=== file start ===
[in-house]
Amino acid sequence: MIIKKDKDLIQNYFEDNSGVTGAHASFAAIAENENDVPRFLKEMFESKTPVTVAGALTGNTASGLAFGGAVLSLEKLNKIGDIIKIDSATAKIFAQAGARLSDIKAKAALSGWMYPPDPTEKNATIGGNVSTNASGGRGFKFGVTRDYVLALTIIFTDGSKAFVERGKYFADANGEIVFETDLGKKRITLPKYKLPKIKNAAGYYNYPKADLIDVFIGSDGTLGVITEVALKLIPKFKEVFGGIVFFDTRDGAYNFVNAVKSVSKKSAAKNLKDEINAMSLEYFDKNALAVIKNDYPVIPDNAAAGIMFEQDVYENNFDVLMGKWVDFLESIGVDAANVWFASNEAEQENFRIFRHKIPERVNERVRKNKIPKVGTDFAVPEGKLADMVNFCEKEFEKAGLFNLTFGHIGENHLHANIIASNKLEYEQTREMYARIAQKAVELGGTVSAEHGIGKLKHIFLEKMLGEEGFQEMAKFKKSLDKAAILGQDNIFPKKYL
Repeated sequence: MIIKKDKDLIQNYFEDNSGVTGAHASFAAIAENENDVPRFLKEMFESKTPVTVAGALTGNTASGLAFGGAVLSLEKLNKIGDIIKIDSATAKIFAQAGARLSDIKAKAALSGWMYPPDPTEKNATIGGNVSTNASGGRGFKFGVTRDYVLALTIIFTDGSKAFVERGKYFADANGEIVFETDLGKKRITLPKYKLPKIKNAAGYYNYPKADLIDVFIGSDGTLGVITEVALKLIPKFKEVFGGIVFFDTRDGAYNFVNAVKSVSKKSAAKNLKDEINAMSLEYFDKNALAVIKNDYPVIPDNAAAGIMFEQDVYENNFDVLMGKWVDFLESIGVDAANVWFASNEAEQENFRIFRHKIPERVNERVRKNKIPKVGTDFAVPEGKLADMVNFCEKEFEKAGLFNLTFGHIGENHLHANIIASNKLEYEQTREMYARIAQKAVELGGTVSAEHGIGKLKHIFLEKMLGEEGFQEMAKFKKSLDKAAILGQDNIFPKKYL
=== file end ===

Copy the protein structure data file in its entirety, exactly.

[in-house]
Amino acid sequence: MIIKKDKDLIQNYFEDNSGVTGAHASFAAIAENENDVPRFLKEMFESKTPVTVAGALTGNTASGLAFGGAVLSLEKLNKIGDIIKIDSATAKIFAQAGARLSDIKAKAALSGWMYPPDPTEKNATIGGNVSTNASGGRGFKFGVTRDYVLALTIIFTDGSKAFVERGKYFADANGEIVFETDLGKKRITLPKYKLPKIKNAAGYYNYPKADLIDVFIGSDGTLGVITEVALKLIPKFKEVFGGIVFFDTRDGAYNFVNAVKSVSKKSAAKNLKDEINAMSLEYFDKNALAVIKNDYPVIPDNAAAGIMFEQDVYENNFDVLMGKWVDFLESIGVDAANVWFASNEAEQENFRIFRHKIPERVNERVRKNKIPKVGTDFAVPEGKLADMVNFCEKEFEKAGLFNLTFGHIGENHLHANIIASNKLEYEQTREMYARIAQKAVELGGTVSAEHGIGKLKHIFLEKMLGEEGFQEMAKFKKSLDKAAILGQDNIFPKKYL
Repeated sequence: MIIKKDKDLIQNYFEDNSGVTGAHASFAAIAENENDVPRFLKEMFESKTPVTVAGALTGNTASGLAFGGAVLSLEKLNKIGDIIKIDSATAKIFAQAGARLSDIKAKAALSGWMYPPDPTEKNATIGGNVSTNASGGRGFKFGVTRDYVLALTIIFTDGSKAFVERGKYFADANGEIVFETDLGKKRITLPKYKLPKIKNAAGYYNYPKADLIDVFIGSDGTLGVITEVALKLIPKFKEVFGGIVFFDTRDGAYNFVNAVKSVSKKSAAKNLKDEINAMSLEYFDKNALAVIKNDYPVIPDNAAAGIMFEQDVYENNFDVLMGKWVDFLESIGVDAANVWFASNEAEQENFRIFRHKIPERVNERVRKNKIPKVGTDFAVPEGKLADMVNFCEKEFEKAGLFNLTFGHIGENHLHANIIASNKLEYEQTREMYARIAQKAVELGGTVSAEHGIGKLKHIFLEKMLGEEGFQEMAKFKKSLDKAAILGQDNIFPKKYL